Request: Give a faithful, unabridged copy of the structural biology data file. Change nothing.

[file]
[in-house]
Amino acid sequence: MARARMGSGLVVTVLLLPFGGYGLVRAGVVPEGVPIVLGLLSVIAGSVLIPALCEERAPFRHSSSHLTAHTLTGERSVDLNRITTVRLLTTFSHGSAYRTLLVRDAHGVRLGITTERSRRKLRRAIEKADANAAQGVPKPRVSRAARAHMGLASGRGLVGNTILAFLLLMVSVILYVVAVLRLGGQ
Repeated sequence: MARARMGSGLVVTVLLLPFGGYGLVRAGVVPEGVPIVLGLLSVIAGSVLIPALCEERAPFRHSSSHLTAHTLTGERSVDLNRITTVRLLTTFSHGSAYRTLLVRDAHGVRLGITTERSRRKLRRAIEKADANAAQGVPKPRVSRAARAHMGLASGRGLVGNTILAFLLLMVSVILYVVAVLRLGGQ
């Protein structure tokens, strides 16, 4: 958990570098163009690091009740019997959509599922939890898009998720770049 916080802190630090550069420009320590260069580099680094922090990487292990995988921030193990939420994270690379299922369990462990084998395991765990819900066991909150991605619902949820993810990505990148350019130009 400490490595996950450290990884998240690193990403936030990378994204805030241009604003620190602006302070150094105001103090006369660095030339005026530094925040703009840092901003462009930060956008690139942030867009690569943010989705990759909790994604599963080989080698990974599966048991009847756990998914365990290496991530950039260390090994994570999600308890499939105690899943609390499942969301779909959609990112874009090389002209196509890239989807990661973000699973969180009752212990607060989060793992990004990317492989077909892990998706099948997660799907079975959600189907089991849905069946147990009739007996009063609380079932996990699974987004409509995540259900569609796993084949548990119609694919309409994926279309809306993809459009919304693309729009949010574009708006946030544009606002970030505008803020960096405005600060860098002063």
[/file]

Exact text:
[in-house]
Amino acid sequence: MARARMGSGLVVTVLLLPFGGYGLVRAGVVPEGVPIVLGLLSVIAGSVLIPALCEERAPFRHSSSHLTAHTLTGERSVDLNRITTVRLLTTFSHGSAYRTLLVRDAHGVRLGITTERSRRKLRRAIEKADANAAQGVPKPRVSRAARAHMGLASGRGLVGNTILAFLLLMVSVILYVVAVLRLGGQ
Repeated sequence: MARARMGSGLVVTVLLLPFGGYGLVRAGVVPEGVPIVLGLLSVIAGSVLIPALCEERAPFRHSSSHLTAHTLTGERSVDLNRITTVRLLTTFSHGSAYRTLLVRDAHGVRLGITTERSRRKLRRAIEKADANAAQGVPKPRVSRAARAHMGLASGRGLVGNTILAFLLLMVSVILYVVAVLRLGGQ
């Protein structure tokens, strides 16, 4: 958990570098163009690091009740019997959509599922939890898009998720770049 916080802190630090550069420009320590260069580099680094922090990487292990995988921030193990939420994270690379299922369990462990084998395991765990819900066991909150991605619902949820993810990505990148350019130009 400490490595996950450290990884998240690193990403936030990378994204805030241009604003620190602006302070150094105001103090006369660095030339005026530094925040703009840092901003462009930060956008690139942030867009690569943010989705990759909790994604599963080989080698990974599966048991009847756990998914365990290496991530950039260390090994994570999600308890499939105690899943609390499942969301779909959609990112874009090389002209196509890239989807990661973000699973969180009752212990607060989060793992990004990317492989077909892990998706099948997660799907079975959600189907089991849905069946147990009739007996009063609380079932996990699974987004409509995540259900569609796993084949548990119609694919309409994926279309809306993809459009919304693309729009949010574009708006946030544009606002970030505008803020960096405005600060860098002063």